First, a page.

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Heart Disease

NEWS
August 19, 1995 | By Russell E. Eshleman Jr. and Dianna Marder, INQUIRER STAFF WRITERS Inquirer Staff Writer Peter Nicholas contributed to this article
State Rep. David P. Richardson Jr. - a relentless advocate for African Americans, the impoverished and the disenfranchised - died suddenly yesterday of a heart attack. He was 47 and had a history of heart disease and diabetes. From the time he was a teenager - when he fought to make African American history part of the public school curriculum - through more than 20 years in the House of Representatives, Richardson threw his heft and his voice into causes he saw as just. In his own neighborhood of Germantown, he had a reputation as the community's moral compass, said U.S. Rep. Chaka Fattah.
NEWS
June 10, 2013 | By Dr. Dan Taylor, For The Inquirer
What society does to its children, its children will do to society. - Cicero, 106 B.C.E. A radical change in the underlying beliefs of what causes and accelerates adult diseases and childhood health is underway. It's a paradigm shift - a transformation in the practice of pediatrics. On a recent Friday, I had a full panel of patients. A jumpy 7-year-old with ADHD. A 12-year-old weighing more than 150 pounds. A teenager with a flat affect. It was a typical day for a pediatrician, except that this diverse group most likely has one unifying factor that predisposes them to their health issues: ACEs.
NEWS
February 8, 2016 | By Ilene Raymond Rush, For The Inquirer
Cardiovascular disease and diabetes go hand in hand. Of the half-million people in the U.S. who experience heart attacks each year, at least half have diabetes. Why is diabetes the No. 1 risk factor for cardiovascular disease? Elevated blood sugars damage large and small blood vessels throughout the body. When vessels aren't healthy, it's much more difficult for oxygen in the blood to get where it needs to go. But doctors also know high sugars alone aren't responsible for cardiovascular issues.
NEWS
November 19, 1987 | Daily News Wire Services
Smoking causes about half of all heart attacks among young and middle-aged women, and even three or four cigarettes a day sharply increase the risk, researchers conclude in a newly published study. In a separate study, a scientist reported that living in a home where one or both parents smoke may accelerate the development of hardening of the arteries in young boys and raise their risk of coronary heart disease as adults. The results of both studies should provide more incentive for smokers to quit, researchers said.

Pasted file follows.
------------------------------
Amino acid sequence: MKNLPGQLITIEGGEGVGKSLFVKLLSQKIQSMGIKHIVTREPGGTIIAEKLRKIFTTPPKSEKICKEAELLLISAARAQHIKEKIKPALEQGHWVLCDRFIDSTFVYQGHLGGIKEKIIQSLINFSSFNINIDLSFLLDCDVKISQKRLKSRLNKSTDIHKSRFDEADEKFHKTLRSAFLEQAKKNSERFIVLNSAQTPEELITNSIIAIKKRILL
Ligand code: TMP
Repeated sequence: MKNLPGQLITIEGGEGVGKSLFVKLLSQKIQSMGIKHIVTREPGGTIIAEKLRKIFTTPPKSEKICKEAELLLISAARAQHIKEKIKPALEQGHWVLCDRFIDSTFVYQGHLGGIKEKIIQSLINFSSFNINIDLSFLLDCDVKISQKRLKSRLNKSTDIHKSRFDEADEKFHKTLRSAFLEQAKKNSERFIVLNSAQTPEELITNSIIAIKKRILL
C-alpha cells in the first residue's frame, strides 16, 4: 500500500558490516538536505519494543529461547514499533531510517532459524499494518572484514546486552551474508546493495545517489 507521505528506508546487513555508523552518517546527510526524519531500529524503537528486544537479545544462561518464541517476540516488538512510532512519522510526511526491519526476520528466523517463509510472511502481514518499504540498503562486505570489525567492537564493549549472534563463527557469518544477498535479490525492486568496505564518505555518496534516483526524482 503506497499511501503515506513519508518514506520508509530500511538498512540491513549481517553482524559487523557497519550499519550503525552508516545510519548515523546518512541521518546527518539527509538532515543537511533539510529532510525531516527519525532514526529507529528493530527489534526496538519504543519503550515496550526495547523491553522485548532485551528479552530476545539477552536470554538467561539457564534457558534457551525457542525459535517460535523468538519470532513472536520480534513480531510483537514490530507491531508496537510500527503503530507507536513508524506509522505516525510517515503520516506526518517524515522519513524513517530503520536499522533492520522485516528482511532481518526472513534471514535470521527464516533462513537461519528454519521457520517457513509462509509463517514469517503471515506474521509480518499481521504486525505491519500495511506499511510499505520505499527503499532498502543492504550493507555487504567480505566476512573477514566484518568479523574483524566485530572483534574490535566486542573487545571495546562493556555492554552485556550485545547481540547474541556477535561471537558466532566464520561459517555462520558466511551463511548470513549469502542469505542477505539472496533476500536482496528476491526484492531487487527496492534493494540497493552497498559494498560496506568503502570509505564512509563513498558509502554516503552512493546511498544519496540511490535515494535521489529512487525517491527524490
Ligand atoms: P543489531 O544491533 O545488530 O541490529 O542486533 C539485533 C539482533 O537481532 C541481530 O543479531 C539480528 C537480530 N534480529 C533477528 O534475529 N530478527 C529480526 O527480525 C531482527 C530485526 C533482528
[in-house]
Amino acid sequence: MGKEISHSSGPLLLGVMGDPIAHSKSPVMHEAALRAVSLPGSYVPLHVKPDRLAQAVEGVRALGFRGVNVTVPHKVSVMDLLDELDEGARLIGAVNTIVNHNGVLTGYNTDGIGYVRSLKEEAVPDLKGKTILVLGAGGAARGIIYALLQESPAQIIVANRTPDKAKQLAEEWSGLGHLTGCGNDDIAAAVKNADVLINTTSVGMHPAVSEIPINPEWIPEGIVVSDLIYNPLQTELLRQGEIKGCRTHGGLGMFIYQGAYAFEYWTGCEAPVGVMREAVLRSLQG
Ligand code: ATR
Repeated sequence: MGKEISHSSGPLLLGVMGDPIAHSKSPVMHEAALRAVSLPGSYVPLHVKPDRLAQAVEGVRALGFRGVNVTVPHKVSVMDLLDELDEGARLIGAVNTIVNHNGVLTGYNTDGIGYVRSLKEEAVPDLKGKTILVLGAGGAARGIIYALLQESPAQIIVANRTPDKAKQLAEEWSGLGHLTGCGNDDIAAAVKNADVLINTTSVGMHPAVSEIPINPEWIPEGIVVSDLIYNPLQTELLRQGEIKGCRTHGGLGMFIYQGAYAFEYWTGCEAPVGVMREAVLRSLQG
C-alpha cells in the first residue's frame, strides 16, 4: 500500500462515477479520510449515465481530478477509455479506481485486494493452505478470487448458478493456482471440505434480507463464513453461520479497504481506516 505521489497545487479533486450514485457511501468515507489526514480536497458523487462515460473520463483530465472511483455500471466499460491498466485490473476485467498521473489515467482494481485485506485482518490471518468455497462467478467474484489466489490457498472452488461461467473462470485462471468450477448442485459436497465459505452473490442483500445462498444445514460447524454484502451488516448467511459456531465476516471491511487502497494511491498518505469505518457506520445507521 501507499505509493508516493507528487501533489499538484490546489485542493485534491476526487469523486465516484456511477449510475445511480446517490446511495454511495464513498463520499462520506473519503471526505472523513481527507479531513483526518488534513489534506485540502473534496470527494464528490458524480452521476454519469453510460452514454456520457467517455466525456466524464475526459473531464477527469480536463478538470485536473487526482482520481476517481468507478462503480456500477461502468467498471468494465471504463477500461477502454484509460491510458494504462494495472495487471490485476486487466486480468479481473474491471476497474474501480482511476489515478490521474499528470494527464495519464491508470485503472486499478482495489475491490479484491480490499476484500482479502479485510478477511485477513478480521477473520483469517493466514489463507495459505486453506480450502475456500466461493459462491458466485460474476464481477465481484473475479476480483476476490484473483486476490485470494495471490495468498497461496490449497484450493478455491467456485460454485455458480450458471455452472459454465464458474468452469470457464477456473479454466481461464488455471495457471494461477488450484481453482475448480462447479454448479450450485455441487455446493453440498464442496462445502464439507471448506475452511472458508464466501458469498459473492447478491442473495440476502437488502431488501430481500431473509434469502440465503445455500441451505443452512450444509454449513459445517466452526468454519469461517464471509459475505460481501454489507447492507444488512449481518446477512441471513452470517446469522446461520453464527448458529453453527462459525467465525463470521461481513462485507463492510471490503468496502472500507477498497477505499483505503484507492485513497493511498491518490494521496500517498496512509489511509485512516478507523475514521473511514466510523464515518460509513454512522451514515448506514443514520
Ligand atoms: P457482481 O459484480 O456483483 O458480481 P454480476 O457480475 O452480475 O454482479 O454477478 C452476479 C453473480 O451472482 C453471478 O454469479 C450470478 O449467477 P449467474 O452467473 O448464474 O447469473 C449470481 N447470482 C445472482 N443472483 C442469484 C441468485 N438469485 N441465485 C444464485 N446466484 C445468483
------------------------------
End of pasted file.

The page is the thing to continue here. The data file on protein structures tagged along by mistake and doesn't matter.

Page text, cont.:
NEWS
August 10, 2001 | Daily News staff report
Three city residents died yesterday as the result of the heat wave, according to the Philadelphia medical examiner's office. The three were: Robert Chandler, 71, of 76th Avenue near Ogontz; Dorothea Gledhill, 66, of Wagner Avenue near 10th Street, who also suffered from heart disease and cancer; and Elda diMaria, 79, of 16th Street near Reed, who suffered from heart disease. These deaths bring the total heat-related deaths this week to four and the total for the summer so far to nine, according to Health Department spokesman Jeff Moran.
NEWS
November 19, 1987 | From Inquirer Wire Services
On the eve of today's Great American Smokeout, two studies released yesterday reported that smoking and exposure to cigarette smoke increases the danger of heart attacks and heart disease among women and boys. According to the Nurses Health Study, smoking causes about half of all heart attacks among young and middle-aged women, and even three or four cigarettes a day sharply increase the risk. Until a few years ago, many experts believed that cigarettes did not contribute to heart disease in women.
NEWS
January 18, 1995 | by Mary Flannery, Daily News Staff Writer
Breast cancer. That we know about. From the pink ribbons pinned on jacket lapels to the graphic photographs of defiant, one-breasted women to the next-door neighbor who's wearing a bandanna on her balding head, we are all too familiar with the ravages of this killer of women. But as much as we know about breast cancer, that's how little we know about heart disease, the No. 1 killer of American women: We aren't aware that one in nine women ages 45 to 64 have some form of heart disease.
NEWS
April 19, 2013
A woman found dead inside her burning South Philadelphia home Monday afternoon died of heart disease before the fire occurred, the Medical Examiner's Office said Wednesday. Jeff Moran, a spokesman for the medical examiner, identified the woman as Dorothy Powell, 84, of the 2100 block of Pierce Street in Point Breeze. - Sulaiman Abdur-Rahman
NEWS
December 22, 2014
An article in the Health section of Sunday's Inquirer misrepresented the reasons author Nina Teicholz cited some food choices as better than others. She says there is ample evidence that fat has been unfairly vilified and that, instead, restricting carbohydrates offered the most promising strategy for combating obesity, heart disease, and diabetes.
NEWS
November 18, 2002 | Daily News wire services
Study: Hostility can predict heart disease A personality test may do a better job than standard examinations in predicting a man's heart disease risk, researchers said yesterday after finding a close link between hostility and heart symptoms. Men who suffered heart attacks, chest pain or other incidents of heart disease were much more likely to have scored high in hostility on a personality exam, the team at Brown University, Harvard Medical School, Boston University, the Veterans Administration and elsewhere found.
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